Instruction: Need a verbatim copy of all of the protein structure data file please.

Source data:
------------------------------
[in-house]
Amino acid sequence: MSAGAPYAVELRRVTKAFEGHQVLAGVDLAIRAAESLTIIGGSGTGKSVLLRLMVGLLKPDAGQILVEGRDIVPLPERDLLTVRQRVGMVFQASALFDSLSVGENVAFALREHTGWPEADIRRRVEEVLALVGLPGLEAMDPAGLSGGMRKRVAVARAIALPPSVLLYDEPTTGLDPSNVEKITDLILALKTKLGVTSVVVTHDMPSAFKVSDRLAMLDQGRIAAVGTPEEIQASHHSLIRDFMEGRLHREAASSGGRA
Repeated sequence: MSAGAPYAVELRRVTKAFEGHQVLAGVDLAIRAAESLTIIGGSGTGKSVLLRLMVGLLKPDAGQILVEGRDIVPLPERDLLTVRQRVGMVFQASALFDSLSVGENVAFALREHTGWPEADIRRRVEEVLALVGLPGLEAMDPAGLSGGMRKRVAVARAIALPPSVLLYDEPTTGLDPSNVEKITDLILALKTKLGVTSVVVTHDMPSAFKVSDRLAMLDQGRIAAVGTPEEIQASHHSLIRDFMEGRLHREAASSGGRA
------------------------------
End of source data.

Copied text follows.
[in-house]
Amino acid sequence: MSAGAPYAVELRRVTKAFEGHQVLAGVDLAIRAAESLTIIGGSGTGKSVLLRLMVGLLKPDAGQILVEGRDIVPLPERDLLTVRQRVGMVFQASALFDSLSVGENVAFALREHTGWPEADIRRRVEEVLALVGLPGLEAMDPAGLSGGMRKRVAVARAIALPPSVLLYDEPTTGLDPSNVEKITDLILALKTKLGVTSVVVTHDMPSAFKVSDRLAMLDQGRIAAVGTPEEIQASHHSLIRDFMEGRLHREAASSGGRA
Repeated sequence: MSAGAPYAVELRRVTKAFEGHQVLAGVDLAIRAAESLTIIGGSGTGKSVLLRLMVGLLKPDAGQILVEGRDIVPLPERDLLTVRQRVGMVFQASALFDSLSVGENVAFALREHTGWPEADIRRRVEEVLALVGLPGLEAMDPAGLSGGMRKRVAVARAIALPPSVLLYDEPTTGLDPSNVEKITDLILALKTKLGVTSVVVTHDMPSAFKVSDRLAMLDQGRIAAVGTPEEIQASHHSLIRDFMEGRLHREAASSGGRA